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Text Sermons : C.H. Spurgeon : A Wholly Different Kind Of King

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He was no Caesar; you cannot make him appear like one: call him not autocrat, emperor, or czar - he has an authority greater than all these, yet not after their kind. His purple is different from theirs, and his crown also, but his face differs more, and his heart most of all. “My kingdom,” saith he, “is not of this world.” For troops he has a host of sorrows, for pomp a surrounding of scorn, for lofty bearing humility, for adulation mockery, for homage spitting, for glory shame, for a throne a cross. Yet was there never truer king, indeed all kings are but a name, save this King, who is a real ruler in himself and of himself; and not by extraneous force.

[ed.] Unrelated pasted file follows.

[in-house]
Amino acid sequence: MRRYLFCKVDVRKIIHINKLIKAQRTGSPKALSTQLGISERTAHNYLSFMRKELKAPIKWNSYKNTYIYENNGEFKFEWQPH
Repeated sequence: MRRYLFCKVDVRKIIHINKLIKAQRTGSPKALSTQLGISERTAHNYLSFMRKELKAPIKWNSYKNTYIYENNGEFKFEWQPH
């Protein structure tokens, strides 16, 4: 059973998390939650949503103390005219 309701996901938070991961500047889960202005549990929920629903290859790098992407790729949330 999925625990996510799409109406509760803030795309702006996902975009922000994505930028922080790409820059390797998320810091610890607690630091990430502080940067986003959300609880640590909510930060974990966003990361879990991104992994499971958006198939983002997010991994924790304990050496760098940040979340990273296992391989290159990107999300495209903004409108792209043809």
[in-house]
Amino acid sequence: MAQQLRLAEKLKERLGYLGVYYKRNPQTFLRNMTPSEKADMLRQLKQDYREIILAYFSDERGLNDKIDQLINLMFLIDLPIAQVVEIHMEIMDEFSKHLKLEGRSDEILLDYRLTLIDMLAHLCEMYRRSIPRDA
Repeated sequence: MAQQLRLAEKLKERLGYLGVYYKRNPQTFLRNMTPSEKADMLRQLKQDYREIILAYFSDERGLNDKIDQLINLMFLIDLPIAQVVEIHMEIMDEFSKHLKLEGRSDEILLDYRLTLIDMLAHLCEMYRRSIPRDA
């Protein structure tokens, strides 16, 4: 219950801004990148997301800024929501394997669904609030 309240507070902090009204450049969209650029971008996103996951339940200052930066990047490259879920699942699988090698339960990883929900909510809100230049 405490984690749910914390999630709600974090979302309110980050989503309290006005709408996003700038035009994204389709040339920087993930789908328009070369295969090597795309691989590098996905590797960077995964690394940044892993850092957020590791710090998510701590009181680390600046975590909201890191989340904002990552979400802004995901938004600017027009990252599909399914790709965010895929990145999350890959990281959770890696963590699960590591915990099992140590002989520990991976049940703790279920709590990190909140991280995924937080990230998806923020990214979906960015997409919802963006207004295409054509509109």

Right royal indeed is the Nazarene, but he cannot be likened unto the princes of earth, nor can his kingdom be reckoned with theirs.... Christ’s kingdom shines as a lone star with a brightness all its own. It standeth apart like a hill of light, sacred and sublime: the high hills may leap with envy because of it, but it is not of them nor like unto them. Is not this manifest even in the appearance of our Lord as Pilate brings him forth and cries, “Behold your King!”?

From a sermon by Charles Haddon Spurgeon entitled "Ecce Rex," delivered May 6, 1877.





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